Animi Motus

I dwell in the night, chasing the shadow of the beast within me. The dark is my world. Truth is and has always been pain, darkness; the disgruntled beast simply laying dormant and snarling at every ounce of sycophantic prick bound on sanctimonious altruism, until I realized, darkness was where I thrived. At least up until the unfortunate moment I first laid eyes on her. Men do stupid things for beautiful women. Another truth; like a mad bomber, I was dropping truthbombs everywhere. I'd give everything to feel nothing again. Life is, after all, a veil of troubles. 

The sun cautiously dipped behind the purple horizon as if she were blinking away the quivering truth that I was darkness and she was the light. 

“You hungry?” she stared into the frozen lake cracking with flaws like a bad diamond. 

“Thirsty,” I don't know why but it was only a remote portion of my mind that heard and answered her. Somewhere I knew the rest of me was superficially absorbing her beauty with the passionate thirst of a man yearning for something past mere physicality. She had, after all, all the better features of Dutch dames, but subtly filed down and chiselled to delicate proportions. Her hair was neither the corn blonde I was accustomed to nor the crimson red I ached to see; it was a perfect mix of both, where the fire of the latter caught the glowing warmth of the former. She always guarded her soft skin against the sun and the wind; the ivory in her chin crept subtly into the flush of her cheekbones with all the artistry of a Da Vinci portrait. Her deep blue eyes danced the joy of life.

“Beautiful isn't it?” the drizzle cooled the air, and a couple of raindrops landed on her index finger when she pointed to the lake. 

“Very,” I wish I knew why I couldn't take my eyes off her. 

The thin layer of ice slowly cracked as soon as the sun crept out from behind the misty clouds, “I wish she were still here,” she whimpered, her breath steaming the chilly air, “Why did she have to die? Why?” she turned to me.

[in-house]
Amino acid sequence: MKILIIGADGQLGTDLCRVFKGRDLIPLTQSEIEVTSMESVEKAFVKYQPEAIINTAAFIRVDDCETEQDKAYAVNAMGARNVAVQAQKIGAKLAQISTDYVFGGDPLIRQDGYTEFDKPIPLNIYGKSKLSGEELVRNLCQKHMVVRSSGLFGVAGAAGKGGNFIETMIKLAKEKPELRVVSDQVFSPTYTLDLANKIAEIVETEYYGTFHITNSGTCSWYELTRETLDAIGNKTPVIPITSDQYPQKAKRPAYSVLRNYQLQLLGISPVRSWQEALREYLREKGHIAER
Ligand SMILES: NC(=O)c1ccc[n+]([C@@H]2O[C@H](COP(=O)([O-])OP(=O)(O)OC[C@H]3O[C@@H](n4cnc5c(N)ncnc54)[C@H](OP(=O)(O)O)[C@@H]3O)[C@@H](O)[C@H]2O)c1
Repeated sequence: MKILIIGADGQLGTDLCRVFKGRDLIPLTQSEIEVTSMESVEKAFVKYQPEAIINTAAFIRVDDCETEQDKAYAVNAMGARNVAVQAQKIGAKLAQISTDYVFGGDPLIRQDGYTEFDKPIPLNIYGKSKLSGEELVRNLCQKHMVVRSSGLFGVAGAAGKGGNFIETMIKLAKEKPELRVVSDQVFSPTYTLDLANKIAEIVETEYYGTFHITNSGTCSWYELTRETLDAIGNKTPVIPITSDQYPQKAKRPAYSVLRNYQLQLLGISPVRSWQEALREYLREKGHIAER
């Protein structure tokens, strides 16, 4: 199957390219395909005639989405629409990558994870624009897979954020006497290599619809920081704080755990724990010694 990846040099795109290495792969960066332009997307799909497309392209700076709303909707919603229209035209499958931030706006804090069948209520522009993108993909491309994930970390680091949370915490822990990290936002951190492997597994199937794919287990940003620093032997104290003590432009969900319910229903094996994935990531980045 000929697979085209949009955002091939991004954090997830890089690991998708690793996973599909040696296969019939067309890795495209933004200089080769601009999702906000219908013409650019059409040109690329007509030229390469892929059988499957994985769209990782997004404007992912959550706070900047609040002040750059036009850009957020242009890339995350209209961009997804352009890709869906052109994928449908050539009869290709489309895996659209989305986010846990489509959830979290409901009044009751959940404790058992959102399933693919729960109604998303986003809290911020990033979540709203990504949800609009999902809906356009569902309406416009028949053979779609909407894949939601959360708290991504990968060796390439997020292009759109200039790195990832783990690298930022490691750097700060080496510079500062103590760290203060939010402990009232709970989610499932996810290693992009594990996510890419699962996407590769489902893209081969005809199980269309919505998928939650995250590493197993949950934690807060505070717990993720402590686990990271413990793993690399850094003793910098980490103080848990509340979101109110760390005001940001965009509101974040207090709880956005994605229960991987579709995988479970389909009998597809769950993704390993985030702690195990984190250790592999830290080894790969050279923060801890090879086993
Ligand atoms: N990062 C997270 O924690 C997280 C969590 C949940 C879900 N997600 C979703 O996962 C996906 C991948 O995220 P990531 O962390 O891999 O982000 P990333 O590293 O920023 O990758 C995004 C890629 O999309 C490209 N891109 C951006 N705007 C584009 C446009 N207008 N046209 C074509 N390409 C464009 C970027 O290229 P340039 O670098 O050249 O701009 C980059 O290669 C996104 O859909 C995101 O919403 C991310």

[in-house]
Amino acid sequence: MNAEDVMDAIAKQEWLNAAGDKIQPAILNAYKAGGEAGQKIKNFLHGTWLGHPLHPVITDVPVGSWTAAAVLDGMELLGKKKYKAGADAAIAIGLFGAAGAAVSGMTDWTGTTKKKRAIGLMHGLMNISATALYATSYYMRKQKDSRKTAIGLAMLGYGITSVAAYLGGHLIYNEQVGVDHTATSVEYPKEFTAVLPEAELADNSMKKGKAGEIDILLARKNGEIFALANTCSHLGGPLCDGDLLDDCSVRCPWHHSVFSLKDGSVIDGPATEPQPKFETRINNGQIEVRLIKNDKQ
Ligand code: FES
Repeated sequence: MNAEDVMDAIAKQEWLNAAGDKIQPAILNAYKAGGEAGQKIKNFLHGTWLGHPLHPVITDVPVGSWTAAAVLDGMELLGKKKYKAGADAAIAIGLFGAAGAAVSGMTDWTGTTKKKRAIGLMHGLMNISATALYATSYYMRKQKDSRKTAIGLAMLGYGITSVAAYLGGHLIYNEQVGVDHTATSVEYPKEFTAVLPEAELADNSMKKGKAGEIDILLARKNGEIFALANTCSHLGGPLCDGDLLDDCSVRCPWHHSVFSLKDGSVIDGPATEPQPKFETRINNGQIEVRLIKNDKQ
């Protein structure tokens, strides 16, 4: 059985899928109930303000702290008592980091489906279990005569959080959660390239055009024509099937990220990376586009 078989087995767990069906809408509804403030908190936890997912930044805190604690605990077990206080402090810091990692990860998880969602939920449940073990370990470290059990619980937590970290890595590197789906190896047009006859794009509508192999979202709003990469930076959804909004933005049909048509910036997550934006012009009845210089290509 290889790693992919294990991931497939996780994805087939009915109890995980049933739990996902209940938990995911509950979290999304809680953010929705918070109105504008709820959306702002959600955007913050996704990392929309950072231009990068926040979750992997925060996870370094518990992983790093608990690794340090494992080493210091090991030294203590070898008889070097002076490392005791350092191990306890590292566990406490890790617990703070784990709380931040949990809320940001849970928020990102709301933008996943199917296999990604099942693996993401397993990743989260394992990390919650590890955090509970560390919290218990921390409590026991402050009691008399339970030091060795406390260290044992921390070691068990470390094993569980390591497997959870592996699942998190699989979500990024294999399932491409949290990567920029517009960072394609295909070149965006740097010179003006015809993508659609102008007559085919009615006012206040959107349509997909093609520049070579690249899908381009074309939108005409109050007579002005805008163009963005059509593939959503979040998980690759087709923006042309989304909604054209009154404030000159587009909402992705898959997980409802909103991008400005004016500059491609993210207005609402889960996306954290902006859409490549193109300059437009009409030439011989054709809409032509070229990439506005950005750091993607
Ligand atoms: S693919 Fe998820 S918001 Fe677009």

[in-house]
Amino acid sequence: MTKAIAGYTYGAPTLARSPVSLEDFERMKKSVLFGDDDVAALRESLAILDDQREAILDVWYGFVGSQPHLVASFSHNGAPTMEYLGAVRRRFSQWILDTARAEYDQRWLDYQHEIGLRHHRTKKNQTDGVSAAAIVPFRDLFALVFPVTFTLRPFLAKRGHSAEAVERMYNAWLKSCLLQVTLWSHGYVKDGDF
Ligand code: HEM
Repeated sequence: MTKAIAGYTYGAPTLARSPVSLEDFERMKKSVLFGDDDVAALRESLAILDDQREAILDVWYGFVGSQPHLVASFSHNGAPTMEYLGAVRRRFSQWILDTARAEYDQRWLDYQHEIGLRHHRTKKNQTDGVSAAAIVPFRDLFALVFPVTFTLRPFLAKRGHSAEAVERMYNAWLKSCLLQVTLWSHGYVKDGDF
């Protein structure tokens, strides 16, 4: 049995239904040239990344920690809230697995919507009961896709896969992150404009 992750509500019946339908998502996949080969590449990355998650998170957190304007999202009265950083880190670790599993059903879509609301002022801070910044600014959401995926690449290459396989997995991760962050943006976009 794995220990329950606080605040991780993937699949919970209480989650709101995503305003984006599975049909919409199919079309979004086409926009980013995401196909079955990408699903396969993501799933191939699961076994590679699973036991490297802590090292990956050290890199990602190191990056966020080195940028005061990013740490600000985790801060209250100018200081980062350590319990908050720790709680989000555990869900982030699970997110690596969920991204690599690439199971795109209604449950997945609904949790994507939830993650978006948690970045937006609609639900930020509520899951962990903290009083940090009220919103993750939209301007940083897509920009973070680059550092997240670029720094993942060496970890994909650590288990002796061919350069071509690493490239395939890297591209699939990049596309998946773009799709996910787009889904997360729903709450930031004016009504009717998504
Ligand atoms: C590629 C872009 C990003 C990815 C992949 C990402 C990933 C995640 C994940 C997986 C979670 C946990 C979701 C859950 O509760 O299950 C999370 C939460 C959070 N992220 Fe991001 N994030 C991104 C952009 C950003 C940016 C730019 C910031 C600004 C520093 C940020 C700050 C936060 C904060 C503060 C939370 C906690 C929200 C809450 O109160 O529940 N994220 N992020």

“I don't know mijn beaut, the world is cruel and indifferent.”

“What about God? Wouldn't he know she didn't deserve it?” and she was on the verge of understandable tears and her pain awoke something in me, the thing idling in the ends of my bitter soul. 

Ignorance is pleasure, but a pleasure I never knew, and then, in the cutting cold near this lake I realized something I'd known for quite some time. God was childish evasion, desperate lies whispered by frightened, lonely mortals out in the freezing, dark, eternal night. A mini glacier cracked and broke off and glided away from the center of the lake. There is no God. It was too simple. There is no God. There was only chaos, miserable, suffering, cruel, tortuous, blind, stupid, endless chaos. 

The sun had started to welcome the inevitable darkness, but just before truth overwhelmed me, it lit up the delicate border of the clouds with a kind of supple shell pink. 


“Yes mio amore?” I'd forgotten where I was or what I was doing. 

“What are you thinking about?” 

“I'm thinking, do our inward thoughts ever show outwardly? Can there be a great inferno blazing in our soul even if not a single being comes to warm itself by it? Passer-bys see only a bit of smoke coming through the chimney and continue on their way. And if not, what do we do even if we feel this way? Shouldn't we tend the fire and believe? Wait for the moment when somebody will come and sit near it?” Even if the only thing we believe in is chaos?

She swept the snow off a log and sat down. It was still wet and the cold ran down my thigh and up my soul. 

“What I mean is, you warm my soul,” I hated lying to her; what a kafkaesque scene it was, with the setting sun behind the foggy clouds and the iced lake cracking little pieces of us through the steaming cold. Besides, she needed the words. The stupid, meaningless, sentimental words.